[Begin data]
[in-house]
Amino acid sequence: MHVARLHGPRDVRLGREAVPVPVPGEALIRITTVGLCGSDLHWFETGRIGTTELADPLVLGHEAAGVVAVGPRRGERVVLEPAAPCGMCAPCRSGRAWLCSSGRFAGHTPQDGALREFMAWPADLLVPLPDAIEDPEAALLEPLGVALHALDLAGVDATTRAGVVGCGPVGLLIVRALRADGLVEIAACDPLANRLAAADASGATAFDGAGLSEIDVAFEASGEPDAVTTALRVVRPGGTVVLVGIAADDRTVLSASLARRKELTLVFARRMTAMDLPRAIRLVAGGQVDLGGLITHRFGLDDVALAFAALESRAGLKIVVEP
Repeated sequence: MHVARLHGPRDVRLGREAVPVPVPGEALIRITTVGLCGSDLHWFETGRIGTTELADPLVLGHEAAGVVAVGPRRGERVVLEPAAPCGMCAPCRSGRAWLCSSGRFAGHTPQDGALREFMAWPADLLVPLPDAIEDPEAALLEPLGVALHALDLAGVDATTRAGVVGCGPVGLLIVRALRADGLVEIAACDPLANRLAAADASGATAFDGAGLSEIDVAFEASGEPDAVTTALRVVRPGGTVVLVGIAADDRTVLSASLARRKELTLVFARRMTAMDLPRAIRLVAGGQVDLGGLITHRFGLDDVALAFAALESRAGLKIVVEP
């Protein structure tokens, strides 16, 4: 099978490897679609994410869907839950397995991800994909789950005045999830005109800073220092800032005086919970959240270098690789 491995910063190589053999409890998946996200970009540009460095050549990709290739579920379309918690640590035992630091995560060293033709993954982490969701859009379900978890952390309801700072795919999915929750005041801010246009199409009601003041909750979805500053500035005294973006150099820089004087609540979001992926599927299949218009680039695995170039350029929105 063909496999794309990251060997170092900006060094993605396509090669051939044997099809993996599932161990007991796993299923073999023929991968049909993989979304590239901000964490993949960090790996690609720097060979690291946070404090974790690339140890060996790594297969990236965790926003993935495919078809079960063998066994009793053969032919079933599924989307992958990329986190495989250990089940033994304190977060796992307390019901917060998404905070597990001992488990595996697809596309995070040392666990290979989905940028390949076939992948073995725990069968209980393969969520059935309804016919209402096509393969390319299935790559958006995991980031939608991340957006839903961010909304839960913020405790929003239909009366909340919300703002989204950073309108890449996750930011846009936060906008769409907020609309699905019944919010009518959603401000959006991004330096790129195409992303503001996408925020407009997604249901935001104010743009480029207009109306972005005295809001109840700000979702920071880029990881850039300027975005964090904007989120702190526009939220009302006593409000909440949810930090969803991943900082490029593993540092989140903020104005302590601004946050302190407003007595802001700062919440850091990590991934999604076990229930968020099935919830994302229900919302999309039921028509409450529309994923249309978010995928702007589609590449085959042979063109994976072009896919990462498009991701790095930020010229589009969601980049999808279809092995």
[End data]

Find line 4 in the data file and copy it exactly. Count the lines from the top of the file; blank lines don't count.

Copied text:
């Protein structure tokens, strides 16, 4: 099978490897679609994410869907839950397995991800994909789950005045999830005109800073220092800032005086919970959240270098690789 491995910063190589053999409890998946996200970009540009460095050549990709290739579920379309918690640590035992630091995560060293033709993954982490969701859009379900978890952390309801700072795919999915929750005041801010246009199409009601003041909750979805500053500035005294973006150099820089004087609540979001992926599927299949218009680039695995170039350029929105 063909496999794309990251060997170092900006060094993605396509090669051939044997099809993996599932161990007991796993299923073999023929991968049909993989979304590239901000964490993949960090790996690609720097060979690291946070404090974790690339140890060996790594297969990236965790926003993935495919078809079960063998066994009793053969032919079933599924989307992958990329986190495989250990089940033994304190977060796992307390019901917060998404905070597990001992488990595996697809596309995070040392666990290979989905940028390949076939992948073995725990069968209980393969969520059935309804016919209402096509393969390319299935790559958006995991980031939608991340957006839903961010909304839960913020405790929003239909009366909340919300703002989204950073309108890449996750930011846009936060906008769409907020609309699905019944919010009518959603401000959006991004330096790129195409992303503001996408925020407009997604249901935001104010743009480029207009109306972005005295809001109840700000979702920071880029990881850039300027975005964090904007989120702190526009939220009302006593409000909440949810930090969803991943900082490029593993540092989140903020104005302590601004946050302190407003007595802001700062919440850091990590991934999604076990229930968020099935919830994302229900919302999309039921028509409450529309994923249309978010995928702007589609590449085959042979063109994976072009896919990462498009991701790095930020010229589009969601980049999808279809092995």